But more than anything for me, the Gallery provides a space to meditate and reflect.

When I am with a camera in hand, I am there purely for the architecture and creation of images; when I am with friends, I am there to discuss and appreciate the works on display. But when I am alone, it is when I enjoy this building the most.  It offers me not only acoustic silence, but visual harmony.  I can sit on one of the benches, stare at an artwork, or Albert Park outside, and lose myself in thoughts.  It is incredibly rewarding to take a moment away from a world that simply does not stop, and in fact seems to be accelerating with frightening velocity.

I hope this series of images clearly conveys my view, and would perhaps alter the preconceptions of some others, while entices those who did not know about this institution to pay a visit, or ten.

© 2016 Little Four Thirds  |  Ricky Lam

Halong Bay by Ricky Lam

Halong Bay is one of those places I had always longed to visit, having seen plenty of photos of this famous destination. Listed as a UNESCO World Heritage Site, the bay features thousands of limestone karst and isles in various shapes and sizes.

I finally had to chance to travel to this area earlier this year.  The two-day cruise we picked was somewhat tacky, as one would expect, but the staff was charming and attentive. Boarding the cruise was like being on a tourist conveyor belt. On board, our cabin's interior looked as if it was modelled on one of Liberace's dressing rooms in Las Vegas, which we had a good laugh about. One thing I noticed in particular, which is often not mentioned on travel blogs and articles, is the level of pollution at sea due to the area's over-dependence on tourism.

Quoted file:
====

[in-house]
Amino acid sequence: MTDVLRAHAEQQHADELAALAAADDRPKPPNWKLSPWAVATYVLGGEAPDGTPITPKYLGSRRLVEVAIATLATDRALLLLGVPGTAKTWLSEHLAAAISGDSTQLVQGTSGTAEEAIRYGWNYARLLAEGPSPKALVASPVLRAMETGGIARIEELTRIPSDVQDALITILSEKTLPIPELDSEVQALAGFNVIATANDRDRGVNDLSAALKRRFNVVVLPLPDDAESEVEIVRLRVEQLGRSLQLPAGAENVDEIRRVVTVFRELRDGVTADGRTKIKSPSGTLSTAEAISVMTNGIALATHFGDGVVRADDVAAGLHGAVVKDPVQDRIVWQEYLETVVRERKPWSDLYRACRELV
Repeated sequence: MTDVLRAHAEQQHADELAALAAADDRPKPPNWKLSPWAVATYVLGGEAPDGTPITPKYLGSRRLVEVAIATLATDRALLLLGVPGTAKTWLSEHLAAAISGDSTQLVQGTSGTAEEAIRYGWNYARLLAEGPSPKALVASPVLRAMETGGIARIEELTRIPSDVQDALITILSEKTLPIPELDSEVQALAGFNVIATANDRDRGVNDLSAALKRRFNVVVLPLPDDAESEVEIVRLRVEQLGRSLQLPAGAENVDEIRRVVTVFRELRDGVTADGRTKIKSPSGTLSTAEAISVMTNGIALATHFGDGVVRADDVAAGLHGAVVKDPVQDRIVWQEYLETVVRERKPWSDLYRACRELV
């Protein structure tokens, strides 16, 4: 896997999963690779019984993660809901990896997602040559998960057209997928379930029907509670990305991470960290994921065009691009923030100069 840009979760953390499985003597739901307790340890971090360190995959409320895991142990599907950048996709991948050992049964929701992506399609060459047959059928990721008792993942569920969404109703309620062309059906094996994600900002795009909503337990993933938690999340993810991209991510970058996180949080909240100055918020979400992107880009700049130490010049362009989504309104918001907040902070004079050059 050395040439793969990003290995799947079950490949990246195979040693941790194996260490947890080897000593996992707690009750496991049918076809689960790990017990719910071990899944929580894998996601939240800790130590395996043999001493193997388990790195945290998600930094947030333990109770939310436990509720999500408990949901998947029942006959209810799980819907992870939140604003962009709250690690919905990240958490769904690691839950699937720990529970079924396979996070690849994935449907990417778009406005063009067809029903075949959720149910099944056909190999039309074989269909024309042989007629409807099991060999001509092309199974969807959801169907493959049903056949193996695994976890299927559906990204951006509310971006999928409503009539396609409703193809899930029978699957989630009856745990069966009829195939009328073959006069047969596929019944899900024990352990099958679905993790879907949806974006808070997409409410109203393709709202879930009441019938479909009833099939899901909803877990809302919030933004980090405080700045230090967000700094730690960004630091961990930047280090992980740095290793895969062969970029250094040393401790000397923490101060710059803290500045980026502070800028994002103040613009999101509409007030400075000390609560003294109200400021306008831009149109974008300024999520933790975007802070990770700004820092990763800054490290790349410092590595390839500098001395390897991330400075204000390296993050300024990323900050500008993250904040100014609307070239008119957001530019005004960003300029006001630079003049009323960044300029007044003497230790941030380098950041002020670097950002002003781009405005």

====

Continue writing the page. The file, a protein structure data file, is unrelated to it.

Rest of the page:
However, once we settled in and the cruise had sailed approximately 45 minutes from the harbour, I looked out the window and the view reassured me the reason I was there. I had heard that on a fine clear day it is stunningly picturesque. But during the trip it was foggy, just to my liking, and the vista was full of mystical beauty. The experience of being surrounded by mist and limestone formations blurs one's sense of space and time. It was truly enjoyable relaxing on our private deck with mojito in hand, taking the view in. The kayaking trip to the local fishing village and meeting the oyster farmers was also a highlight.

After the trip I couldn't help but have conflicting feelings.  I am grateful for the opportunity to travel there, but I know I had contributed to the issue of pollution in the area, and I wish the local government would do more to ensure this natural beauty is preserved.

© 2016 Little Four Thirds  |  Ricky Lam

Cold War by Ricky Lam

During my holiday in Vietnam, I had to chance to visit the Reunification Palace in Saigon. While the building itself is architectural and extravagant, with its sculptural concrete sunshade louvres, shiny floor tiles and oversized chandeliers (another post), I was most fascinated by its basement level, which contains a telecommunication centre, war room and warren of tunnels.  This inspired me to play with the 60/70's cold war espionage film aesthetics when editing these photos, channelling a bit of Tinker Tailor Soldier Spy.

© 2016 Little Four Thirds  |  Ricky Lam

Fantastic Surprise by Ricky Lam

A photoshoot for creative agency Fantastic Surprise.  Fantastic space, fantastic work, fantastic people.

© 2016 Little Four Thirds  |  Ricky Lam